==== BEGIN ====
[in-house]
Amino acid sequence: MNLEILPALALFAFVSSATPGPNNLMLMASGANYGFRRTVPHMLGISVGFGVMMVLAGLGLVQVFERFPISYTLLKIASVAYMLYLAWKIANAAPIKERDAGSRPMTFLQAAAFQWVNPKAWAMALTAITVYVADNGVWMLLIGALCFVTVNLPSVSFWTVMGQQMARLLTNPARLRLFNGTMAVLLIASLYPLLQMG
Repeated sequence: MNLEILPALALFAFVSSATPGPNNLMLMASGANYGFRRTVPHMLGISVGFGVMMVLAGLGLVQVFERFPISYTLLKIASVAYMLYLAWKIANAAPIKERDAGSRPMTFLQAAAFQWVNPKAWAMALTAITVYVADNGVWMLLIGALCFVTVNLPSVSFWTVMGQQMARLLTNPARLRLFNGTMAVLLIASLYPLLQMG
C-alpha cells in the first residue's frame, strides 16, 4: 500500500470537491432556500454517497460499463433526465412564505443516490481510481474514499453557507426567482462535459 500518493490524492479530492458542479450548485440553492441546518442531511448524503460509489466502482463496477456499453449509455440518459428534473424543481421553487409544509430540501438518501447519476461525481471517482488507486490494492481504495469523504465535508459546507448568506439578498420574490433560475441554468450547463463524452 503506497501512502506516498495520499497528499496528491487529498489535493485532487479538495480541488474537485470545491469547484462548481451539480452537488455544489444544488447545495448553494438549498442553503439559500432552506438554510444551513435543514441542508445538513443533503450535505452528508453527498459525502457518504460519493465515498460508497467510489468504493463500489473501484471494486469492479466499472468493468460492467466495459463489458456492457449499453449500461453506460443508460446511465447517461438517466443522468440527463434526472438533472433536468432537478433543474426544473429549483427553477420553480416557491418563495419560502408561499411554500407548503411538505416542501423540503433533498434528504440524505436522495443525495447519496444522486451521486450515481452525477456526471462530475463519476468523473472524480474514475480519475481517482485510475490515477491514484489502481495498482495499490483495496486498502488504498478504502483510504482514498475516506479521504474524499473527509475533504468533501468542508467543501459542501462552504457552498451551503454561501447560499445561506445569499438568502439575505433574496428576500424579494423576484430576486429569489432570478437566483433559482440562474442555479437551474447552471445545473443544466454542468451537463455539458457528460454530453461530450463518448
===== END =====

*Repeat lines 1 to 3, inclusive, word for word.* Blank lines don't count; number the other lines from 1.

[in-house]
Amino acid sequence: MNLEILPALALFAFVSSATPGPNNLMLMASGANYGFRRTVPHMLGISVGFGVMMVLAGLGLVQVFERFPISYTLLKIASVAYMLYLAWKIANAAPIKERDAGSRPMTFLQAAAFQWVNPKAWAMALTAITVYVADNGVWMLLIGALCFVTVNLPSVSFWTVMGQQMARLLTNPARLRLFNGTMAVLLIASLYPLLQMG
Repeated sequence: MNLEILPALALFAFVSSATPGPNNLMLMASGANYGFRRTVPHMLGISVGFGVMMVLAGLGLVQVFERFPISYTLLKIASVAYMLYLAWKIANAAPIKERDAGSRPMTFLQAAAFQWVNPKAWAMALTAITVYVADNGVWMLLIGALCFVTVNLPSVSFWTVMGQQMARLLTNPARLRLFNGTMAVLLIASLYPLLQMG